The work product doctrine only protects materials prepared in “anticipation of litigation” or for trial. Many cases focus on the reasonableness of a company’s “anticipation of litigation” once the government begins to investigate the company. But the investigation itself does not amount to litigation, and not all government investigations result in litigation.
In Iowa Protection & Advocacy Services, Inc. v. Rasmussen, 206 F.R.D. 630, 641 (N.D. Iowa 2002), the Department of Justice was investigating a state agency. The court held that determining the state agency’s ability to claim work product protection for some of its documents depended (among other things) upon the nature of the government investigation “and how regularly such investigations result in litigation.” The court held that the state agency being investigated could not reasonably have anticipated litigation at the beginning of the Department of Justice investigation, because the letter commencing the investigation indicated that DOJ’s inquiry “does not indicate a prejudgment on our part that the state agency being investigated had violated any federal rights.”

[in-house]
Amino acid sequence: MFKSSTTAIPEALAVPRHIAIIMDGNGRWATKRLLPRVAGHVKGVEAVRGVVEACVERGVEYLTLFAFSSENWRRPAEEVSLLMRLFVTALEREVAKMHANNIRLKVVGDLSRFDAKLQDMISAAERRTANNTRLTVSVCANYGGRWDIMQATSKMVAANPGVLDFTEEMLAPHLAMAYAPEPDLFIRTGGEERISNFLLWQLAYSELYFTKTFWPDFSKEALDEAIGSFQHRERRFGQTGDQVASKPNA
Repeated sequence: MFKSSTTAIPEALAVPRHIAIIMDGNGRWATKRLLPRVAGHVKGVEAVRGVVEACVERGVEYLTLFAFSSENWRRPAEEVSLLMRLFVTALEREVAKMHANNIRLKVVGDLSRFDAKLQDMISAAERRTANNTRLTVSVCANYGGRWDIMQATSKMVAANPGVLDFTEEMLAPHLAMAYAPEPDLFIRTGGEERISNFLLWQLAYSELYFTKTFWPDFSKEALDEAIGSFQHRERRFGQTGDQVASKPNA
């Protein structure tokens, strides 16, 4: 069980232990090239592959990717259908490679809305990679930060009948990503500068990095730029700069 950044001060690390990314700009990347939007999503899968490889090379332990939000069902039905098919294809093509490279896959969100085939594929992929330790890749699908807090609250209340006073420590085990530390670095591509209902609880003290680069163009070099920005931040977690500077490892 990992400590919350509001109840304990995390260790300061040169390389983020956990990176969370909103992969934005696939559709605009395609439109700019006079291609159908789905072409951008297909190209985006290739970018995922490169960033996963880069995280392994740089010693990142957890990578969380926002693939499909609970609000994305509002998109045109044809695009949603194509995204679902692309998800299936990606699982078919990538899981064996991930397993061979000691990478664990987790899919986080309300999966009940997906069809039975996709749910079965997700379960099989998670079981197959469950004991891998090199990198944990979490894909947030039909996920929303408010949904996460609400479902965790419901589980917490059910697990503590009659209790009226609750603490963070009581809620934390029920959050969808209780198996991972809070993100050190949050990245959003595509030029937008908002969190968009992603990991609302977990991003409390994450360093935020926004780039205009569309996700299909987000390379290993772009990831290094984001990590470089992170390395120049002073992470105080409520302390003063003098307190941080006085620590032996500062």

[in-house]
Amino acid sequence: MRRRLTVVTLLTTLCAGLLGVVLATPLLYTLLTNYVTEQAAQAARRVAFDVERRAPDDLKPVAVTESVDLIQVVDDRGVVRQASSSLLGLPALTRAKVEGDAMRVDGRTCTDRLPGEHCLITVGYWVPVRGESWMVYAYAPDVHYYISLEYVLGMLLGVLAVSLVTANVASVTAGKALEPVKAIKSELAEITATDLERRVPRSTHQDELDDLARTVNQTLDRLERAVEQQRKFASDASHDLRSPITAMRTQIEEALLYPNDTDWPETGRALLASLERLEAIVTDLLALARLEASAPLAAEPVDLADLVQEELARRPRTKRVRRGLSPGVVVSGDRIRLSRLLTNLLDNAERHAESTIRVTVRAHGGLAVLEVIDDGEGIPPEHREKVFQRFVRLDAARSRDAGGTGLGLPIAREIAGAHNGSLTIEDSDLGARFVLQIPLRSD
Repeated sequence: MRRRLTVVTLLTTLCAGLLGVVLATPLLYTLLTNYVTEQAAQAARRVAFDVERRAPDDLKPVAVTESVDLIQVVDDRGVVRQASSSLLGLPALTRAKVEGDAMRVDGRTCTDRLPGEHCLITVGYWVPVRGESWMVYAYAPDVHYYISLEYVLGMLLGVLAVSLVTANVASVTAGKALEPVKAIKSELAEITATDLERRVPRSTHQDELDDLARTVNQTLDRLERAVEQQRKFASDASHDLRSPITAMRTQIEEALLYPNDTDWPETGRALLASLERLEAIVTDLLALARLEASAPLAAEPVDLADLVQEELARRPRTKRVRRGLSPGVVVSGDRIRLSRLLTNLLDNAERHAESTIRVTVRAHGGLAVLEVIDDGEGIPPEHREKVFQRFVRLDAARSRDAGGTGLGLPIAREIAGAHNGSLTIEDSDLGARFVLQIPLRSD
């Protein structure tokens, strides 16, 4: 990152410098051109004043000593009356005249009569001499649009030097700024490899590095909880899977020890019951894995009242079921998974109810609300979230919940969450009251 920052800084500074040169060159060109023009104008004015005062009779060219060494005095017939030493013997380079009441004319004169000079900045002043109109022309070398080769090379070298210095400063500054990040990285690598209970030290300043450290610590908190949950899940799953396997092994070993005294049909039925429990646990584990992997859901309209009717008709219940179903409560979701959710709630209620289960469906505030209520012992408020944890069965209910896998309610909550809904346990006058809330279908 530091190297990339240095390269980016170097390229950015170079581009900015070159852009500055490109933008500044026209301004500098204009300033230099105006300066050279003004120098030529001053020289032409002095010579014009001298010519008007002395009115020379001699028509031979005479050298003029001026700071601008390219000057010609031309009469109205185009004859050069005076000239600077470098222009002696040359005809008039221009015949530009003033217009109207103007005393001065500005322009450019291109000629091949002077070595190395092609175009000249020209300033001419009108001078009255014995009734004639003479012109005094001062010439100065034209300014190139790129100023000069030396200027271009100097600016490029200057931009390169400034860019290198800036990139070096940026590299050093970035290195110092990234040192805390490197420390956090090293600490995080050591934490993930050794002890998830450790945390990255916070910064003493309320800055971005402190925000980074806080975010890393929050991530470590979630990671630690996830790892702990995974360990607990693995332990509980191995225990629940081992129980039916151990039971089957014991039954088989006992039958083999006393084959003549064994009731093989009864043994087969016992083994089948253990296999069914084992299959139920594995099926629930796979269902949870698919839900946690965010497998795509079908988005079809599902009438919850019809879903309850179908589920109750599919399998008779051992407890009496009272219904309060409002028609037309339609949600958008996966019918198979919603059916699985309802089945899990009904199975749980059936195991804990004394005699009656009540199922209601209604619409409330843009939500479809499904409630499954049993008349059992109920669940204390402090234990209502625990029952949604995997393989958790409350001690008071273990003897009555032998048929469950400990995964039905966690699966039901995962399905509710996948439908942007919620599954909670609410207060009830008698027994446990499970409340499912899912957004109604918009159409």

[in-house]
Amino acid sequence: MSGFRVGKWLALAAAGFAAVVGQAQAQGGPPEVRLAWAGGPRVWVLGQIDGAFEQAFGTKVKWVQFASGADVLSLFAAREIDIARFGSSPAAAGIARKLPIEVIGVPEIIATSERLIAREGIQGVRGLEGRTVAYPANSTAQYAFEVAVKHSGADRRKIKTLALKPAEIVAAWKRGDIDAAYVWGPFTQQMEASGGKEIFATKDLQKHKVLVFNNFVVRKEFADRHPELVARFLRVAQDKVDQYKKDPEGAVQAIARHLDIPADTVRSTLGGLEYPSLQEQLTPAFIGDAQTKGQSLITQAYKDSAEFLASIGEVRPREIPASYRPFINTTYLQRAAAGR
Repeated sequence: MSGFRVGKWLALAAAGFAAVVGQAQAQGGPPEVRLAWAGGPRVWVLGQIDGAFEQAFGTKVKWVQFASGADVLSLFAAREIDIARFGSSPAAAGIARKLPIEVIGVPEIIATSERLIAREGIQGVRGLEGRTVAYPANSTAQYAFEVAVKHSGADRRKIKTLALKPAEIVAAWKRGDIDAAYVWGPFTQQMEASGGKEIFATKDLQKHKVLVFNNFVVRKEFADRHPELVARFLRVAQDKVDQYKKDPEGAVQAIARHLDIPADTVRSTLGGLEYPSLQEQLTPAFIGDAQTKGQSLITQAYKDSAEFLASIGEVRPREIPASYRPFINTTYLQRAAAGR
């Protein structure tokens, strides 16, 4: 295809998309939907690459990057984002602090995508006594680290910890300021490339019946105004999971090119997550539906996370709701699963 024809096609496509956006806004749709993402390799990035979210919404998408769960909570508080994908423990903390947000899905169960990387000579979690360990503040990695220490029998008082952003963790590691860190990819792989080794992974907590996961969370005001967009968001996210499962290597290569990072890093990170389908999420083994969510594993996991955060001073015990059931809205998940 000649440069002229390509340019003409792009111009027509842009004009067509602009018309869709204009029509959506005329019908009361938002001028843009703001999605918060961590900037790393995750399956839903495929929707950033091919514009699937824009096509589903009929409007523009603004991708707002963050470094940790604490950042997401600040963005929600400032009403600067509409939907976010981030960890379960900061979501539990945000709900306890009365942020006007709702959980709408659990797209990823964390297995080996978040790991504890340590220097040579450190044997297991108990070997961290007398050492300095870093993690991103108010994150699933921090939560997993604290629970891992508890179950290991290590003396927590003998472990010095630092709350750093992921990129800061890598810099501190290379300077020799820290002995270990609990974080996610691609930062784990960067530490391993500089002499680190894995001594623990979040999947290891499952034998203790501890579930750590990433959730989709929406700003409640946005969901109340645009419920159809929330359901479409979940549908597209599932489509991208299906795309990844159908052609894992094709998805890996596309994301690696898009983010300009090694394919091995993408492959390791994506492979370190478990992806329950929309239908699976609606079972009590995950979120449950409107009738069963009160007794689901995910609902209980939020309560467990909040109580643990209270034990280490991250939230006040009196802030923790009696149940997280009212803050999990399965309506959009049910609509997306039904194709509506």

It would be troubling if boilerplate language in a government letter could preclude a reasonable anticipation of litigation, but lawyers must be prepared to deal with all aspects of the fact-intensive analysis that most courts undertake—losing the fight could result in forced disclosure of important and sensitive client materials.